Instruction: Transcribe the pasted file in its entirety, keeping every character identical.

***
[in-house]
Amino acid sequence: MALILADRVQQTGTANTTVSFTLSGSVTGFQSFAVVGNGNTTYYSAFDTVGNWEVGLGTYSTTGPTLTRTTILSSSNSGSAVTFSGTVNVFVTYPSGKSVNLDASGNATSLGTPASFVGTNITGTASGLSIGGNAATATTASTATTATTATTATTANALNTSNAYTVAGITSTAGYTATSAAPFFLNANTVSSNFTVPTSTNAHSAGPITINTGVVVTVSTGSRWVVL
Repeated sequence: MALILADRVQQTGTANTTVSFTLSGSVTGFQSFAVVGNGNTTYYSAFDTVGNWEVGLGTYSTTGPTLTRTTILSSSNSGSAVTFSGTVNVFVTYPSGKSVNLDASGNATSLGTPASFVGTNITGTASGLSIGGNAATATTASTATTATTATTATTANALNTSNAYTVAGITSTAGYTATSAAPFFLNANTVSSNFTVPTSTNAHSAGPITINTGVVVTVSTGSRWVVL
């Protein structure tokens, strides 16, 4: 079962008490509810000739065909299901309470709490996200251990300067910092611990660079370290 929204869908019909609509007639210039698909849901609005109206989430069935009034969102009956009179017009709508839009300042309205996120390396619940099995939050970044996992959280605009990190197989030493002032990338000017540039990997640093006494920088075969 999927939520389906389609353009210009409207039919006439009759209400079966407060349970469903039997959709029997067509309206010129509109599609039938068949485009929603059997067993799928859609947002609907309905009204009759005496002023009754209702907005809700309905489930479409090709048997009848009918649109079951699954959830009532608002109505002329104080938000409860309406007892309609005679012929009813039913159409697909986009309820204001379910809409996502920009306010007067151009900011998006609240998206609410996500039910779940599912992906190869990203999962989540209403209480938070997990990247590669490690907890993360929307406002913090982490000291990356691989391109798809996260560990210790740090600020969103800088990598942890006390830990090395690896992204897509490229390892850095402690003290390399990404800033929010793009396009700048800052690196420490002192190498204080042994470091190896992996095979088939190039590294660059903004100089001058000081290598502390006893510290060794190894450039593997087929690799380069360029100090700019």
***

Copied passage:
[in-house]
Amino acid sequence: MALILADRVQQTGTANTTVSFTLSGSVTGFQSFAVVGNGNTTYYSAFDTVGNWEVGLGTYSTTGPTLTRTTILSSSNSGSAVTFSGTVNVFVTYPSGKSVNLDASGNATSLGTPASFVGTNITGTASGLSIGGNAATATTASTATTATTATTATTANALNTSNAYTVAGITSTAGYTATSAAPFFLNANTVSSNFTVPTSTNAHSAGPITINTGVVVTVSTGSRWVVL
Repeated sequence: MALILADRVQQTGTANTTVSFTLSGSVTGFQSFAVVGNGNTTYYSAFDTVGNWEVGLGTYSTTGPTLTRTTILSSSNSGSAVTFSGTVNVFVTYPSGKSVNLDASGNATSLGTPASFVGTNITGTASGLSIGGNAATATTASTATTATTATTATTANALNTSNAYTVAGITSTAGYTATSAAPFFLNANTVSSNFTVPTSTNAHSAGPITINTGVVVTVSTGSRWVVL
């Protein structure tokens, strides 16, 4: 079962008490509810000739065909299901309470709490996200251990300067910092611990660079370290 929204869908019909609509007639210039698909849901609005109206989430069935009034969102009956009179017009709508839009300042309205996120390396619940099995939050970044996992959280605009990190197989030493002032990338000017540039990997640093006494920088075969 999927939520389906389609353009210009409207039919006439009759209400079966407060349970469903039997959709029997067509309206010129509109599609039938068949485009929603059997067993799928859609947002609907309905009204009759005496002023009754209702907005809700309905489930479409090709048997009848009918649109079951699954959830009532608002109505002329104080938000409860309406007892309609005679012929009813039913159409697909986009309820204001379910809409996502920009306010007067151009900011998006609240998206609410996500039910779940599912992906190869990203999962989540209403209480938070997990990247590669490690907890993360929307406002913090982490000291990356691989391109798809996260560990210790740090600020969103800088990598942890006390830990090395690896992204897509490229390892850095402690003290390399990404800033929010793009396009700048800052690196420490002192190498204080042994470091190896992996095979088939190039590294660059903004100089001058000081290598502390006893510290060794190894450039593997087929690799380069360029100090700019």